Selwyn Vickers 4 LRAs you are no doubt aware, Alabama continues to lag the nation in COVID-19 vaccination rates. As of Sept. 13, we remain among the three or four states with the lowest vaccination rates, with only 39% of the state’s population fully vaccinated. This is happening in the context of a truly alarming surge in infections and hospitalizations in Alabama, which is straining our health care system and our health care workers enormously. Currently, 62 out of every 100,000 people in Alabama are being hospitalized for COVID, whereas states like Massachusetts and Vermont have much higher vaccination rates and far fewer hospitalizations—Vermont, for example, has a 68% vaccination rate and only 5 people per 100,000 are being hospitalized fir COVID.

Because of this, earlier this month I shared my thoughts with our school on the role of individual decision-making and personal choices as we confront the current fourth wave of infection. I invite you to read the message, where I discuss what responsibility, freedom, and loving one’s neighbor look like in the midst of a public health crisis like the one we are experiencing here in Alabama.

In response to the COVID surge, on Aug. 17, the UAB Health System announced that employees and people working in its hospitals and clinics must be vaccinated against COVID-19. I fully support this decision as necessary to keep our patients safe and want to highlight these remarks by UAB Health System Vice President of Clinical Support Services Sarah Nafziger, M.D.: “Leading medical organizations, including the American Hospital Association, the U.S. Department of Health and Human Services, and the Association of American Medical Colleges, have recommended required COVID-19 vaccinations for health care workers. Both government and professional organizations emphasize that by being vaccinated, health care workers improve patient safety by decreasing the risk of exposure to COVID-19, which is threatening our ability to provide the services necessary to care for and protect the people of Alabama.”

Every hospital in Alabama is grappling with understaffing, over-work, and immense physical, emotional, and psychological strain—suffering that is not isolated just to the emergency departments and COVID wards, but bleeds over into all areas of the hospital. Physicians remain important voices in convincing people to get vaccinated, and I hope you will continue to use yours with your patients, loved ones, and friends. Alabama can and must do better, for ourselves, for those we love, and for the health care system that serves us all.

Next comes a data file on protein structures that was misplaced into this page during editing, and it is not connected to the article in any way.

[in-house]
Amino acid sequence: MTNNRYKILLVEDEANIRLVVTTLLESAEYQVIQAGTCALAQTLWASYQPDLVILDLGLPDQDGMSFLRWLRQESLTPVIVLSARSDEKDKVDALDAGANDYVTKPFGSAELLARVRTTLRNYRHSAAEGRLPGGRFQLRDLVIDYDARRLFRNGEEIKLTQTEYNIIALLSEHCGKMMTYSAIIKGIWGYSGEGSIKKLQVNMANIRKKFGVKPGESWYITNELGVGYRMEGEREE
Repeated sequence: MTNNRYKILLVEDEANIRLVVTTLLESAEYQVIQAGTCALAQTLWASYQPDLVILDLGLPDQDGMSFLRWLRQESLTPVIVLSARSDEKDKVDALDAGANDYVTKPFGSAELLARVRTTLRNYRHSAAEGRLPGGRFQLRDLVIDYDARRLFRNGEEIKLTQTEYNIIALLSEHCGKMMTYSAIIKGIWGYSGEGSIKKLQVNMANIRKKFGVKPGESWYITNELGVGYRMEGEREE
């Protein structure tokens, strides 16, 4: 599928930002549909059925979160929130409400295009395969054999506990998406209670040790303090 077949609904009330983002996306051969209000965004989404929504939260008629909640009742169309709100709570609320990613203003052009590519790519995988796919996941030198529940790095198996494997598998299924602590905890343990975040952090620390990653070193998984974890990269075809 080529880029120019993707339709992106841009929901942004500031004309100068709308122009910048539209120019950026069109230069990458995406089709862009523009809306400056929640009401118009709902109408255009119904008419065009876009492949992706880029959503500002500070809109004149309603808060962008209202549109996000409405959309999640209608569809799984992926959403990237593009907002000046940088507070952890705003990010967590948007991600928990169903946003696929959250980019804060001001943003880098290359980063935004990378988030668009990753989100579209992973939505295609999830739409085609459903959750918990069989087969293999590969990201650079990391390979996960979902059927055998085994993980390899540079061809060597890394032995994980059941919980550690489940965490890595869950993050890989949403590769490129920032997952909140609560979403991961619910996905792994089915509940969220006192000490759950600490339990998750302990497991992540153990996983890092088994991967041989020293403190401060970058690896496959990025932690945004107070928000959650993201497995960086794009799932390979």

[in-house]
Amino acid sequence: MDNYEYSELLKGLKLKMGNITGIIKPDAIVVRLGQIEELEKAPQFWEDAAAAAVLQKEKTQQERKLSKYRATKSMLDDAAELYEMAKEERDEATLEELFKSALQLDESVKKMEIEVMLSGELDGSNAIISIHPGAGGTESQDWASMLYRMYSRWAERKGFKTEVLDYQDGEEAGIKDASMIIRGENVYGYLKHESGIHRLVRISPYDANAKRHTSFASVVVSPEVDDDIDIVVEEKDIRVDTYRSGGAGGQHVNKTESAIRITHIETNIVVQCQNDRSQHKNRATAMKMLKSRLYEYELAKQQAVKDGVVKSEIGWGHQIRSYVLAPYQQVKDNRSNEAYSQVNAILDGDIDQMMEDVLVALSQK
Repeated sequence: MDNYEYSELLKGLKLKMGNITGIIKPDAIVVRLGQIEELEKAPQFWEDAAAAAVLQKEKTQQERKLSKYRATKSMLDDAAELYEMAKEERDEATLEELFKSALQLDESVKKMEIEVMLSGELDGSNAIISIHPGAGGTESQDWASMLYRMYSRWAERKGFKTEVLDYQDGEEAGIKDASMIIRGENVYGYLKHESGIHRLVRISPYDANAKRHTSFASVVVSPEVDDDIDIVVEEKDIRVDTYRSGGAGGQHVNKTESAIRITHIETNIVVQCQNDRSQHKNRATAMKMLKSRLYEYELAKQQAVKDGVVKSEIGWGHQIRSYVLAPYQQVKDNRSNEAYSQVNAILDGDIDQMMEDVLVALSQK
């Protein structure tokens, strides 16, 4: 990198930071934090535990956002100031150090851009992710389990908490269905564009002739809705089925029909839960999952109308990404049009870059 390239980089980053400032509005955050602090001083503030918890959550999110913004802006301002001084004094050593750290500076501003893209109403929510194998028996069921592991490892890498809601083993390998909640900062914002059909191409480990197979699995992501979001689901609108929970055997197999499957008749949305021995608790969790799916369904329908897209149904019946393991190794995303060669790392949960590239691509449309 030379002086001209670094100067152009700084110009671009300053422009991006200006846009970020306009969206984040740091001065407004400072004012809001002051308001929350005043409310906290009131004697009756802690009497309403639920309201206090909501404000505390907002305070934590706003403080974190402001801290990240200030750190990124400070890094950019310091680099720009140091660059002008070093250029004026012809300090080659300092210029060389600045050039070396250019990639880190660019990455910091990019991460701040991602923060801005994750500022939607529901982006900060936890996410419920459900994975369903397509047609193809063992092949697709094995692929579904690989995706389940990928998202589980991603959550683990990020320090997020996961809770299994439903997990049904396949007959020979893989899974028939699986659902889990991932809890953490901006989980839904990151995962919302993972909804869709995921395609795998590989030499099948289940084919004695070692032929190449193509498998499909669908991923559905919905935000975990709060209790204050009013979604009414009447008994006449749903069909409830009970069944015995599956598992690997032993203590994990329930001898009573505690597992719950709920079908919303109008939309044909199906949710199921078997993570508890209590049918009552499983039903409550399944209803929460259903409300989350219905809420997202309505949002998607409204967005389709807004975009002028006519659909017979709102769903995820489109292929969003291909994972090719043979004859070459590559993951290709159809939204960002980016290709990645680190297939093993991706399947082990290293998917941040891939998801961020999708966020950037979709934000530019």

I hope you were able to join our second What’s New with COVID-19 Physician Panel on Sept. 13, featuring Turner Overton, M.D., and Sonya Heath, M.D., of the UAB Division of Infectious Diseases. This popular Zoom panel series features UAB infectious disease experts discussing the latest COVID-19 news and answering participant questions, and includes installments directed at physicians and health care providers. In our first Physician Panel last month, Mike Saag, M.D., and Paul Goepfert, M.D., offered advice for physicians on what to say to patients who might be vaccine hesitant, along with a variety of other topics. Learn more about the series, view past installments, and register for upcoming events here.

I also invite you to view our latest Mini Medical School. These events are designed to engage our community and expand its health care knowledge by spotlighting UAB’s world-renowned researchers and physicians. The fourth session, which took place Aug. 31, features David Geldmacher, M.D., FACP, professor in the Department of Neurology and the division director of Memory Disorders, who shared his expertise and insights on Alzheimer’s disease and emerging treatments. Suzanne Lapi, Ph.D., director of UAB’s Cyclotron Facility, and Jonathan McConathy, M.D., Ph.D., director of the Advanced Imaging Facility, discussed molecular imaging in Alzheimer’s disease. Erik Roberson, M.D., Ph.D., professor in the Department of Neurology and the director of the Center for Neurodegeneration and Experimental Therapeutics, also discussed Alzheimer’s history, research, treatment. If you have questions or would like more information about these sessions, please email Katie Vickery or visit go.uab.edu/mini-medical-school.

I’m also excited to share with you that Lindsay Sutton, Ph.D., MSPH, will be our next School of Medicine Grand Rounds speaker on Oct. 8 at noon. These school-wide Grand Rounds are designed to be broad in nature and appeal to anyone interested in health, health care, disparities, medicine, culture, and more. A psychologist by training, Dr. Sutton is a behavioral designer and performance strategist who works with large companies to develop new problem-solving methods. She will speak about the Myth of Work-Life Balance. Register for the event here, and watch videos of past talks on the Grand Rounds website.

I am enormously proud of the physicians, scientists, faculty, staff, students, and trainees who make UAB Medicine run, even under the most challenging circumstances. The online events detailed here not only showcase their incredible work but also help keep us connected to the community and to our alumni while we can’t gather together in person. Until that time, I hope you will join us for future events. As always, stay well.